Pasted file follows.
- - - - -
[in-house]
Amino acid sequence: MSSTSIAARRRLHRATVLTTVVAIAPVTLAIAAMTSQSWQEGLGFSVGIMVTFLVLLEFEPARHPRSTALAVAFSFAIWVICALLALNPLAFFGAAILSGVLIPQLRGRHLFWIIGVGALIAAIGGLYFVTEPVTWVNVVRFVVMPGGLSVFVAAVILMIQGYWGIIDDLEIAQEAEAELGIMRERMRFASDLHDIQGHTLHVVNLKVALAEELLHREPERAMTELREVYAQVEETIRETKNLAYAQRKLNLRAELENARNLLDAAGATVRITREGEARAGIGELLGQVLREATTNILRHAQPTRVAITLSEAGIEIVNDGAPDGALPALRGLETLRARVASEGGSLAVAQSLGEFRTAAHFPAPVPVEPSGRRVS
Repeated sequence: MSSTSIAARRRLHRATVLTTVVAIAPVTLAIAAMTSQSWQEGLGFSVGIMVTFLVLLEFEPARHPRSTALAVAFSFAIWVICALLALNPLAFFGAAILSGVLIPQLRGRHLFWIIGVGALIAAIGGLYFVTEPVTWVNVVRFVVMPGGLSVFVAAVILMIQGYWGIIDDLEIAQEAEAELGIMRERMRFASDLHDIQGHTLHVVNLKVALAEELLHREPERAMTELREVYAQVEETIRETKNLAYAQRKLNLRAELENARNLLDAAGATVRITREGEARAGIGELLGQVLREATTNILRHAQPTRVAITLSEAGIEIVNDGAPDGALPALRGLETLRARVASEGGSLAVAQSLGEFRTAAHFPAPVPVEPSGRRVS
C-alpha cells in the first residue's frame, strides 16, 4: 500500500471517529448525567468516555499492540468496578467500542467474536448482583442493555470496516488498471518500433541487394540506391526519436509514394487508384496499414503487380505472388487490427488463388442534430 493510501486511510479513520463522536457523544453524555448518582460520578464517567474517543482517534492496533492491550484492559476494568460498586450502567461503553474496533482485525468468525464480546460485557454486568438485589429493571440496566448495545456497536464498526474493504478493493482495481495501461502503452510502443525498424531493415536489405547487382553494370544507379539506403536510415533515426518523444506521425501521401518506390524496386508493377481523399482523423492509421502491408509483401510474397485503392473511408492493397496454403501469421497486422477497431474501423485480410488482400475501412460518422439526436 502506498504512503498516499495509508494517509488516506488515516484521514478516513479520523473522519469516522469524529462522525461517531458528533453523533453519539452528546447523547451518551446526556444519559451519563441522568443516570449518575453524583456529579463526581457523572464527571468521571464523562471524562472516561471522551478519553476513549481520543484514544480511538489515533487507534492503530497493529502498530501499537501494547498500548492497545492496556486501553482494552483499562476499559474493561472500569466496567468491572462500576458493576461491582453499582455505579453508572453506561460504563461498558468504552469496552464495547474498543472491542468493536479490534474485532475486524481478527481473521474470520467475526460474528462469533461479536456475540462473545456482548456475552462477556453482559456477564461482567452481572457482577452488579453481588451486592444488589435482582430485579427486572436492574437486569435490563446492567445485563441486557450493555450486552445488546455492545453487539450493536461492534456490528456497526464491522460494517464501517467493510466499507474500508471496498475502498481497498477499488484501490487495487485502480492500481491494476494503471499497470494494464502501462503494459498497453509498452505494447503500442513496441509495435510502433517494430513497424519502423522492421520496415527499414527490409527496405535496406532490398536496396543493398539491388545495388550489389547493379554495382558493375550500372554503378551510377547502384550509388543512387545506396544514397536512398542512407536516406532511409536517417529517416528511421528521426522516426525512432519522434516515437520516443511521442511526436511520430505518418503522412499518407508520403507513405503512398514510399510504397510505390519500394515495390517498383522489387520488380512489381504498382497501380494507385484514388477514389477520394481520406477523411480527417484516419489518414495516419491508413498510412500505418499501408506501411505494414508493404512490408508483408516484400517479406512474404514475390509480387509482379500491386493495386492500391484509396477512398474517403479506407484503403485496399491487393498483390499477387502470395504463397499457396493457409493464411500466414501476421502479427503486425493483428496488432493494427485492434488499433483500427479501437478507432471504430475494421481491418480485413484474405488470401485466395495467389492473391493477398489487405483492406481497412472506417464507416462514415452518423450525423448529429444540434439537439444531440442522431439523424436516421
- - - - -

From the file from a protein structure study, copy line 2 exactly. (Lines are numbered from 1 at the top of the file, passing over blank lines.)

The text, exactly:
Amino acid sequence: MSSTSIAARRRLHRATVLTTVVAIAPVTLAIAAMTSQSWQEGLGFSVGIMVTFLVLLEFEPARHPRSTALAVAFSFAIWVICALLALNPLAFFGAAILSGVLIPQLRGRHLFWIIGVGALIAAIGGLYFVTEPVTWVNVVRFVVMPGGLSVFVAAVILMIQGYWGIIDDLEIAQEAEAELGIMRERMRFASDLHDIQGHTLHVVNLKVALAEELLHREPERAMTELREVYAQVEETIRETKNLAYAQRKLNLRAELENARNLLDAAGATVRITREGEARAGIGELLGQVLREATTNILRHAQPTRVAITLSEAGIEIVNDGAPDGALPALRGLETLRARVASEGGSLAVAQSLGEFRTAAHFPAPVPVEPSGRRVS